But that’s me
            There is a site near axton that is accessed from from the river but also abuts Stoney creek
            I spent some time wiggling up ampersand Brook, it was a nice alternative to the raquette, very quiet, even had a bald eagle above me in spots
            The falls are worth a visit, especially since we’ve had some good rains
            Also there are many sites along the road beyond axton. 9 or 10 of them if you need a car camping or walk in spot


            • #7
              I also would favor the Raquette River campsites over Stoney Ponds. I really like the sites between Axton and the Crusher. I don't think I've ever seen the campsite at the Stony Creek mouth unoccupied.

              Speaking of the area, I'm also hoping that sometime soon the state takes over and opens up Follensby Pond for paddling and camping.


              • #8
                Stony Creek Ponds

                This summer I camped at site #3 on Stony Creek Ponds over Labor Day Weekend. The ponds are an attractive location - the Forest Preserve land (with the campsites) is on one end of the ponds and there are camps on the other. The sites are spread out enough and there are picnic tables on them. However, there is road noise from route 3 and worse (at least on the site I was camped), the toilet paper from people doing their business was scattered all around the site. Personally, until the DEC puts "facilities" in there to get some control over people's waste disposal, I will not be going back. I wrote them and supposedly they are going to do that and put a register at the put-in on Corey's road to monitor the usage.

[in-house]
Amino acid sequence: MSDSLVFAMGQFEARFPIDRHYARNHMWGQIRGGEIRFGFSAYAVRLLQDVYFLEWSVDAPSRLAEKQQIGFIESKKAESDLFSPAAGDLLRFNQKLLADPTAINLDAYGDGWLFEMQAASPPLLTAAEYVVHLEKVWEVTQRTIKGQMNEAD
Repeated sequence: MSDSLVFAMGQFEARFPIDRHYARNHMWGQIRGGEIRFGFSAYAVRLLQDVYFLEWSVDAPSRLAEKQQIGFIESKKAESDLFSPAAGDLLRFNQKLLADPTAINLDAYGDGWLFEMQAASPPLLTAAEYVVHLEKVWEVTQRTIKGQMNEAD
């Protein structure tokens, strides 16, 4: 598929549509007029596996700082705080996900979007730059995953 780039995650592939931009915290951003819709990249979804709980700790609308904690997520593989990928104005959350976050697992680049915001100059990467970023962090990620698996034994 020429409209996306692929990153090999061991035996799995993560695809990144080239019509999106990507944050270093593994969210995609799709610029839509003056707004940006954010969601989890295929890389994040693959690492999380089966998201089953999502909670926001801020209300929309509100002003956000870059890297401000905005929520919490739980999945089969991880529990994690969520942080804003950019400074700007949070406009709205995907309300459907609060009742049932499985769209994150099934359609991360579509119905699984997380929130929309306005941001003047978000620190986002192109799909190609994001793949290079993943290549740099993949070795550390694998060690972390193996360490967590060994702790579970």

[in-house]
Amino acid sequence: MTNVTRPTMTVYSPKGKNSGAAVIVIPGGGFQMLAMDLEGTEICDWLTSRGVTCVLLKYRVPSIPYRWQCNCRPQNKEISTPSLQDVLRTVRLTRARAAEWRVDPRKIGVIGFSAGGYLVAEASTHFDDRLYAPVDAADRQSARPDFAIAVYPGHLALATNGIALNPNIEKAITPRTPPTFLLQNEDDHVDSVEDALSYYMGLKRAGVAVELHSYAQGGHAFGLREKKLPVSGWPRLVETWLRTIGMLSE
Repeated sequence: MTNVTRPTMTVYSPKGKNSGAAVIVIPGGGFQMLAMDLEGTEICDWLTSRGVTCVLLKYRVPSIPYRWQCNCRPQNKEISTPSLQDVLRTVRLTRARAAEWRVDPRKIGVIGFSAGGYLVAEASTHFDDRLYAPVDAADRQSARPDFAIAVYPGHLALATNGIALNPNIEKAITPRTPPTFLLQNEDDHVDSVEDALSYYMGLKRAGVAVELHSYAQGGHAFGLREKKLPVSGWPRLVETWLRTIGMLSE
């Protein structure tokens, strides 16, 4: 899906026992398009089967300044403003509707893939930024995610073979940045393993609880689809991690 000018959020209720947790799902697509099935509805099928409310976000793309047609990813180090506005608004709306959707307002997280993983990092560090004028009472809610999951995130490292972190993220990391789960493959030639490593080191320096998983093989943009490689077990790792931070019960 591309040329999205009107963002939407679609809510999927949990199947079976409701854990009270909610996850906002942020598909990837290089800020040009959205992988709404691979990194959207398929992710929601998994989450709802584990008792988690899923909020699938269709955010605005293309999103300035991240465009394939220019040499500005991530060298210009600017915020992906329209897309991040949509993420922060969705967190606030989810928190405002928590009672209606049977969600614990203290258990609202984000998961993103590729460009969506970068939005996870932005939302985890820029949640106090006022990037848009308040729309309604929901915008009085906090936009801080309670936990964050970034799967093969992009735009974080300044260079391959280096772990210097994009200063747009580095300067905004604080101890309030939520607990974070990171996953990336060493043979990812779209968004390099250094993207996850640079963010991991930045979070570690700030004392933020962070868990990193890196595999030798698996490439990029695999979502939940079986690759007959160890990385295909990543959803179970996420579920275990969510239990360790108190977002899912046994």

Attached Files
                "Everyone must believe in something. I believe I'll go canoeing."
                - Henry David Thoreau


                • #9
                  Thanks for all the tips. Had a great trip, stayed on the raquette river between Axton and Crusher, no problem getting a camp site. There were only a couple of sites taken, all by the larger hunting type camps you were talking about. Almost no motorized boat traffic... I think we passed one motorized boat the whole time. Paddled 14 miles the first day, perfect night at camp, and then another 8 miles up to and back from Stoney Creek Ponds in the morning. The ponds are gorgeous once you finally get there. The sites look nice on the ponds but I can totally understand concerns about the road noise, and I'd even add all the noise from people around the houses or cabins that are out there. Great trip, the trees were probably at peak color, and we rarely encountered anyone else out there. It was mid-week, which I'm sure helped. Now next time we go we can explore south to the falls.